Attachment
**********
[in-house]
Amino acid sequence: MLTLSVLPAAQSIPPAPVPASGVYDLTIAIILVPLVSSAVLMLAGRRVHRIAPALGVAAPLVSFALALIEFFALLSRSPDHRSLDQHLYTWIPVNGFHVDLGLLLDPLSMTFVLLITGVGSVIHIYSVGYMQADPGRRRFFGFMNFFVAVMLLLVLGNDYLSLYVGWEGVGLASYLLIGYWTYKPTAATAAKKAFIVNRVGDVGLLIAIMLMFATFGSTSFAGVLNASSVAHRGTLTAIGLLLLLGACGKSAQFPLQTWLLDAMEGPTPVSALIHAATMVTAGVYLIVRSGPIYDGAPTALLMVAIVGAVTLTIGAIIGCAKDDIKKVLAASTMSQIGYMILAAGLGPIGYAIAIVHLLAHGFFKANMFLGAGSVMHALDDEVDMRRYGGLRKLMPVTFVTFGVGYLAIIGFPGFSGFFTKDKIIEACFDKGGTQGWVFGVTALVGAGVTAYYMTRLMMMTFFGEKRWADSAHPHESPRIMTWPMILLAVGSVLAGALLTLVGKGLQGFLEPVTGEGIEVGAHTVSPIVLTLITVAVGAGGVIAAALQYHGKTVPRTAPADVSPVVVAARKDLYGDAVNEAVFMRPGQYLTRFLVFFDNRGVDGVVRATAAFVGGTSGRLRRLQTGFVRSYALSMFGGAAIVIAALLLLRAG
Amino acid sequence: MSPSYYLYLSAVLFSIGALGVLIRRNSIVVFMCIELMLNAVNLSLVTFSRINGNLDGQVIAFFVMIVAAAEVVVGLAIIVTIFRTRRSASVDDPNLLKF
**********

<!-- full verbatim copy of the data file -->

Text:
[in-house]
Amino acid sequence: MLTLSVLPAAQSIPPAPVPASGVYDLTIAIILVPLVSSAVLMLAGRRVHRIAPALGVAAPLVSFALALIEFFALLSRSPDHRSLDQHLYTWIPVNGFHVDLGLLLDPLSMTFVLLITGVGSVIHIYSVGYMQADPGRRRFFGFMNFFVAVMLLLVLGNDYLSLYVGWEGVGLASYLLIGYWTYKPTAATAAKKAFIVNRVGDVGLLIAIMLMFATFGSTSFAGVLNASSVAHRGTLTAIGLLLLLGACGKSAQFPLQTWLLDAMEGPTPVSALIHAATMVTAGVYLIVRSGPIYDGAPTALLMVAIVGAVTLTIGAIIGCAKDDIKKVLAASTMSQIGYMILAAGLGPIGYAIAIVHLLAHGFFKANMFLGAGSVMHALDDEVDMRRYGGLRKLMPVTFVTFGVGYLAIIGFPGFSGFFTKDKIIEACFDKGGTQGWVFGVTALVGAGVTAYYMTRLMMMTFFGEKRWADSAHPHESPRIMTWPMILLAVGSVLAGALLTLVGKGLQGFLEPVTGEGIEVGAHTVSPIVLTLITVAVGAGGVIAAALQYHGKTVPRTAPADVSPVVVAARKDLYGDAVNEAVFMRPGQYLTRFLVFFDNRGVDGVVRATAAFVGGTSGRLRRLQTGFVRSYALSMFGGAAIVIAALLLLRAG
Amino acid sequence: MSPSYYLYLSAVLFSIGALGVLIRRNSIVVFMCIELMLNAVNLSLVTFSRINGNLDGQVIAFFVMIVAAAEVVVGLAIIVTIFRTRRSASVDDPNLLKF